However — and this is key — they will have to pass the torch to new generations, and actively involve them in the changes. Mentoring and training will be crucial to an extent, as well as a shift in hiring models: if technology is going to continue to advance at a rate faster than workplace process, we need curious, adaptable hires being made.

To accelerate the transfer, leaders and managers must agree to leave their comfort zone and cross the gap between their staff, ceasing to position themselves close to other senior leaders and ‘perks.’ They must work directly with their staff along these lines:

  • What does the business need?
  • Where is the business failing in terms of social/digital?
  • Is this a problem that requires new talent or one that can be addressed internally with some shifts in personnel?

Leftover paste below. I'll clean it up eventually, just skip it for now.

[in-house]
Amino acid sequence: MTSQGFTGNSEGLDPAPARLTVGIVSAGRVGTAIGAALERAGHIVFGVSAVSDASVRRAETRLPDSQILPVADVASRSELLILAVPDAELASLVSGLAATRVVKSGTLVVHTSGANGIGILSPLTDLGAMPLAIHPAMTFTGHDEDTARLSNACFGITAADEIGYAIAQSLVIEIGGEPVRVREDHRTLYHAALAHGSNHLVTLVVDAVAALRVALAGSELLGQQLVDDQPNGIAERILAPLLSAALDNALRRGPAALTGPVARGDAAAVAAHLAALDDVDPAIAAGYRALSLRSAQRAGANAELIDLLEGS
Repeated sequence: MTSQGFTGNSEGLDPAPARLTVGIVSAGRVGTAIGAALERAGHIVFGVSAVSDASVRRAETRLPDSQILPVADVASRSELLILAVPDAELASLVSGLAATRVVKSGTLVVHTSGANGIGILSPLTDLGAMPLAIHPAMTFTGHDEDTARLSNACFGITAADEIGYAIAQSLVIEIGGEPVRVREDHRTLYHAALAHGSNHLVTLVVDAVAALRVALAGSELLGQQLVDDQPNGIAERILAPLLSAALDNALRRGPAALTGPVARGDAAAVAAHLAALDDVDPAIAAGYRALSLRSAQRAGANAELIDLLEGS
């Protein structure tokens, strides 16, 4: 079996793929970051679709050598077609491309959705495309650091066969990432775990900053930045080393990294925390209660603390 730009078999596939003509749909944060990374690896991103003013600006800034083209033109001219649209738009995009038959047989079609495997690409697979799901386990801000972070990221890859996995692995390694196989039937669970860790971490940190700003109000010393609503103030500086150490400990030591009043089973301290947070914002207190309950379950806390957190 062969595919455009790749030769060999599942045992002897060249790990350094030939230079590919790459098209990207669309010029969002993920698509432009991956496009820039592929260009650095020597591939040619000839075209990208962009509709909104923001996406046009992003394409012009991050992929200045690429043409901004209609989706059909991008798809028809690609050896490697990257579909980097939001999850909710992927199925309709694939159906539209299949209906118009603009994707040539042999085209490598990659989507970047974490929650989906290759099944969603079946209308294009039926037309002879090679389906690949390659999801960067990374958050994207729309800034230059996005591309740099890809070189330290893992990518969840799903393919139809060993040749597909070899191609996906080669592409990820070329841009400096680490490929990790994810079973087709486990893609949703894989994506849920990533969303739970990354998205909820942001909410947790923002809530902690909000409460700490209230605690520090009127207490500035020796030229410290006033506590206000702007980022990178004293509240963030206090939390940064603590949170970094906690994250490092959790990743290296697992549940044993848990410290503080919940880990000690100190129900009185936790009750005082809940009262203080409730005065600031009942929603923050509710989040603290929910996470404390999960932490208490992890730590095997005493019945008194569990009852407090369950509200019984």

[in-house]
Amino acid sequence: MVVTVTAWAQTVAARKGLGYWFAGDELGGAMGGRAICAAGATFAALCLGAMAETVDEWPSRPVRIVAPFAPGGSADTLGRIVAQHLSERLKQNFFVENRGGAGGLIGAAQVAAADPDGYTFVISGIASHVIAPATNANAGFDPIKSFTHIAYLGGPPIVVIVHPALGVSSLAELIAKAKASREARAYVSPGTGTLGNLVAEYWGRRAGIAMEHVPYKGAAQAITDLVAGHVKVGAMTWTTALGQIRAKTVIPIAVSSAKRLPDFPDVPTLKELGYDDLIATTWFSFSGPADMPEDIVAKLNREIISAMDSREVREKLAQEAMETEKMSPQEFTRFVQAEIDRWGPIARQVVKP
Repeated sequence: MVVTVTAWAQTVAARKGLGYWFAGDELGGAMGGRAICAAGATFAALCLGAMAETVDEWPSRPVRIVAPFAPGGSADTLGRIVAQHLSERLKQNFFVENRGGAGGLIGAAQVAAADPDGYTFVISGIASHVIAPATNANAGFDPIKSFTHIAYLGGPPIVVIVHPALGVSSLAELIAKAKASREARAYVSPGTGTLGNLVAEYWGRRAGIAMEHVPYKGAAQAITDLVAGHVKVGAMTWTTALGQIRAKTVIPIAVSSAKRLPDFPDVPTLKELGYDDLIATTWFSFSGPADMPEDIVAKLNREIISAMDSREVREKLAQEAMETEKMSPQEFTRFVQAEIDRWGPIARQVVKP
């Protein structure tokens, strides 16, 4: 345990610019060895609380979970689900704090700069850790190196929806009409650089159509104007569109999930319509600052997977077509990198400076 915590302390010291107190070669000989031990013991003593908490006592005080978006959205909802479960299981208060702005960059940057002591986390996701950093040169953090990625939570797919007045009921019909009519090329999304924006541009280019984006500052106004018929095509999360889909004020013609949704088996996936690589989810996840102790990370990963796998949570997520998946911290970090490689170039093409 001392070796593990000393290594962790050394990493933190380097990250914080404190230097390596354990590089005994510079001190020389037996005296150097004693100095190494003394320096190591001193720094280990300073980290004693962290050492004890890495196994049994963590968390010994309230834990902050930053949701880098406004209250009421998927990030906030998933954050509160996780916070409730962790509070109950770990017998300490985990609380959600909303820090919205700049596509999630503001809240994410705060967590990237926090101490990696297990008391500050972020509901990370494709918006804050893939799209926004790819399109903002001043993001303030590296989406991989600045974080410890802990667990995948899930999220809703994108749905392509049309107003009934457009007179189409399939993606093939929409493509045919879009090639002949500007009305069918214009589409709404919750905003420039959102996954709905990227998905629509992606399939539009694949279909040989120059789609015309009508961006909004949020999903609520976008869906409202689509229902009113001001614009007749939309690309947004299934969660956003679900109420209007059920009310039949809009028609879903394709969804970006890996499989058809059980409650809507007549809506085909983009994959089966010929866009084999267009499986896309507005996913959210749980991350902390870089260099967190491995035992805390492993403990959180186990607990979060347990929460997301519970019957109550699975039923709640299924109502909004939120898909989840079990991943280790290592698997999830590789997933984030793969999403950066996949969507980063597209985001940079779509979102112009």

Facilitate the integration of new generations by content co-creation

Over the next five years, with the arrival of new cohorts of Generation Z (born after 1994) on the labor market, Boomers and Generation X will no longer be in the majority — and even the youngest X will give way to younger digital generations.

In the current context, the situation looks ideal at one level: multiple digital-friendly generations can be in the workplace at one time, collaborating around the newest technologies and pretty quickly understanding how to use them in a business, bottom-line-generation sense.

Because they have evolved and grown with new technologies from an early age, new generations have naturally developed a curiosity and creativity just waiting to be exploited. New web tools and social media practically became extensions of their personalities, and reveal their new platforms of expression and personal realization. In this sense, they call into question the established dogmas of authority, and expect that we finally recognize their contribution.